With reference to FIG. 2, a spray head 32 is provided for spraying coating or grit on first section 12 adjacent tape 10 at an angle α greater than an included angle β between the second section and a line passing through vertex 24 and the extreme of the leading portion 30 of lateral edge 18. The extreme of the leading portion 30 shadows the vertex from the spray and forms a shadow zone 34 about the vertex, flanking demarcation line 22, in line of sight with the coating or grit being sprayed. It has been found that angle β should be between about 30 and 80 degrees, with angle α varying between normal (i.e., 90 degrees) when angle β is 80 degrees and 45 degrees when angle β is 30 degrees. Within this range, the width of shadow zone 34 is determined by the thickness of tape 10.
In use in applying paint, for example, tape 10 is applied to the workpiece with shadow zone 34 flanking demarcation line 22 and paint is sprayed from head 32 on first section 12. Spraying is terminated before a wet film thickness 36 reaches a depth along the demarcation line such that it will flow into the shadow zone and make contact with lateral edge 18 of tape 10. For this purpose, tape 10 should be at least 1/3 thicker, preferably 2/3 thicker, than the maximum wet film thickness of the paint but need not be, in general, more than 2 or 3 times thicker. For example, if the wet film thickness is 10 mil, the tape must be at least 13 mil (i.e., 11/3×10 mil) but, in general, need be no more than 30 mil (i.e., 3×10 mil) thick. After the spraying is complete and the paint is dry, tape 10 can be removed from the second section without lifting parts of the paint, lateral edge 18 having never made contact with the wet film of paint.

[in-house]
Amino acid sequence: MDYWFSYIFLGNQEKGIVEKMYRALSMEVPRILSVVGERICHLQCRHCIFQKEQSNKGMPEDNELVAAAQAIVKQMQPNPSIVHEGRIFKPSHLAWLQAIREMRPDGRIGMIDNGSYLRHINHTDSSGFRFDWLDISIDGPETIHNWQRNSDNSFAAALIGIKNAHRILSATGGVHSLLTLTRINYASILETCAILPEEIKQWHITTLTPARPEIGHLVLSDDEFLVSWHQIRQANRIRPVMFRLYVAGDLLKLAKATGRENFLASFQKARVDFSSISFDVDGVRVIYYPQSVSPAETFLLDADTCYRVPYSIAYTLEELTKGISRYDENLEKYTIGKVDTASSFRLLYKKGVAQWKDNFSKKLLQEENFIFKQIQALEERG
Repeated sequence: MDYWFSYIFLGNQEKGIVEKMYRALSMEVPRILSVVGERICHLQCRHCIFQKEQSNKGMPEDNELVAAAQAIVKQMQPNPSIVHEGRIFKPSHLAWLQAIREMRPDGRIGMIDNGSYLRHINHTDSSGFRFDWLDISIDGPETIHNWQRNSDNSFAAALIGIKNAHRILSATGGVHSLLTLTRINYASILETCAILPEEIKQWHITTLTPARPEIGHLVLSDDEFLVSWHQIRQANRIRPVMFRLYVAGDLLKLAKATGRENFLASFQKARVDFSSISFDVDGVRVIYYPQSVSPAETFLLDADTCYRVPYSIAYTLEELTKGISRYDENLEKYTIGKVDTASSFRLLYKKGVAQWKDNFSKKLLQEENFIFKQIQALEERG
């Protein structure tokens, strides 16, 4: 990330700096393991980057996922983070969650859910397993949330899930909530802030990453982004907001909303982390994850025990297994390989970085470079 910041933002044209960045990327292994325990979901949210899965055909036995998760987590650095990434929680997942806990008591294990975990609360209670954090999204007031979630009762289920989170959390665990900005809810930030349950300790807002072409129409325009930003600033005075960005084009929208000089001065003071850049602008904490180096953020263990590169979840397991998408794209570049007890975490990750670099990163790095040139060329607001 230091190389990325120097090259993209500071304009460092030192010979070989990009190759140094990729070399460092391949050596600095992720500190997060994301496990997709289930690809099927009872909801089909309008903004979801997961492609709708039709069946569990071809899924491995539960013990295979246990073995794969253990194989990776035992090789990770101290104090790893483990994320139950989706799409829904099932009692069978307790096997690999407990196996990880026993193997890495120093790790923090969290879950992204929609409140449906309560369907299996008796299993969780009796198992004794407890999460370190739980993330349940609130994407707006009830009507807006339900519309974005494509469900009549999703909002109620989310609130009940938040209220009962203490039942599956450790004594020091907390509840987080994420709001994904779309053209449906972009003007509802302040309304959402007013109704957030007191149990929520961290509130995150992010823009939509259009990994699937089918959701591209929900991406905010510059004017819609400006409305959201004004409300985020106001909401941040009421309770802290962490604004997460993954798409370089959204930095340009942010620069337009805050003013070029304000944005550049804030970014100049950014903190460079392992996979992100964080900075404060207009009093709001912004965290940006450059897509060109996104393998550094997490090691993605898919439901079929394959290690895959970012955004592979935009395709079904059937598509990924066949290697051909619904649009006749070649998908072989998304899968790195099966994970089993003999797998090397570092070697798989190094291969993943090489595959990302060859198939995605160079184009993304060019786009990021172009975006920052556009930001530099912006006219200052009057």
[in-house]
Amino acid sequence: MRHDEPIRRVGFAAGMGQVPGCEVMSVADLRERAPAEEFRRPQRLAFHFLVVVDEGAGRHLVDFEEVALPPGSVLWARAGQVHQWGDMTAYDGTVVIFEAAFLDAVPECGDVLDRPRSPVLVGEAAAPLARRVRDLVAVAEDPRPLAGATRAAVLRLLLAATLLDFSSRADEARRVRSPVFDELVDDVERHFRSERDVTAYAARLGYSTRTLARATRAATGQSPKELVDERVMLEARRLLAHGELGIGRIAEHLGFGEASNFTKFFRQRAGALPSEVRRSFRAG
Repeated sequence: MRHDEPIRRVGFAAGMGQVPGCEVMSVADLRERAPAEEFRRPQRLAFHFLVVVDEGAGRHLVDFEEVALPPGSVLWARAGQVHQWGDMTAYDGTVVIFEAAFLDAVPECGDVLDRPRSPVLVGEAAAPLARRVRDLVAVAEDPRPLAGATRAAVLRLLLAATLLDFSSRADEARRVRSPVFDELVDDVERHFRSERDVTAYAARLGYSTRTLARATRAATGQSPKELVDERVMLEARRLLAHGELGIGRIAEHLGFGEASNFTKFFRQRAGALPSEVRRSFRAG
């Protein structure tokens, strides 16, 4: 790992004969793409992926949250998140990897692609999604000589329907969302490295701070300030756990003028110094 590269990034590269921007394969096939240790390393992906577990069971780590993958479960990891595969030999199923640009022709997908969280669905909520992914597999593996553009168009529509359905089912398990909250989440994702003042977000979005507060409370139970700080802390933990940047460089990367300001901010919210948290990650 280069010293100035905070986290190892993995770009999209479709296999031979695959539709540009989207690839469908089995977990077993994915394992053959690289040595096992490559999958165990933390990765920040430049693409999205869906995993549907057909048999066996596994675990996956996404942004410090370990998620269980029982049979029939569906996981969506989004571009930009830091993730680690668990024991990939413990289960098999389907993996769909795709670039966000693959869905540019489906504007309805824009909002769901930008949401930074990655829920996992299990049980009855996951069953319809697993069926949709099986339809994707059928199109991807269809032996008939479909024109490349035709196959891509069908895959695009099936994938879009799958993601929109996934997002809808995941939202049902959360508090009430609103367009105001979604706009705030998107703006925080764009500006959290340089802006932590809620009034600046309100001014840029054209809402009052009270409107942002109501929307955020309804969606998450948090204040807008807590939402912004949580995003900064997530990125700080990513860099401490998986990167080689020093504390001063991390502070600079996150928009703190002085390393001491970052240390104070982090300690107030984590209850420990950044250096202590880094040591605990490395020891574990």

Paint can be applied by spray head 32 either manually or with robotics. Most favored methods in production situations are: two-fluid atomizing, where air provides the driving force to atomize and impel the paint toward the workpiece surface; simple pressure atomizing, wherein the paint is raised to a sufficiently high pressure for it to atomize upon issuing from an extremely small orifice; and, rotary atomizing, where the liquid is flowed across the surface of a disc or bell shaped rotating member and disintegrated at the edge. Electrostatic charges may be applied to the foregoing apparatuses to cause charged paint particles to move toward a conductive workpiece surface. Electrostatically assisted disc and bell rotary atomizers are particularly favored in the automotive industry. Whatever the form of spray head 32, paint is applied at a rate and with a localized distribution which is less than that which causes running of the liquid across the workpiece surface.
In a preferred form for use in automotive painting on a production basis, tape 10 is preferably self-wound and body 16 is formed of a highly conformable elastomer that can withstand production drying oven conditions. A suitable material identified for this purpose is natural rubber, although other elastomers such as polyolefinic polymers and copolymers including foamed polyethylene may be useful. Release coating 26 is a low surface energy elastomer such as a thin film of low density polyethylene, laminated to the top surface of body 16 with pressure sensitive adhesive 28. Adhesive 20 must stick to the workpiece without leaving an adhesive residue and be releasably compatible with release coating 26.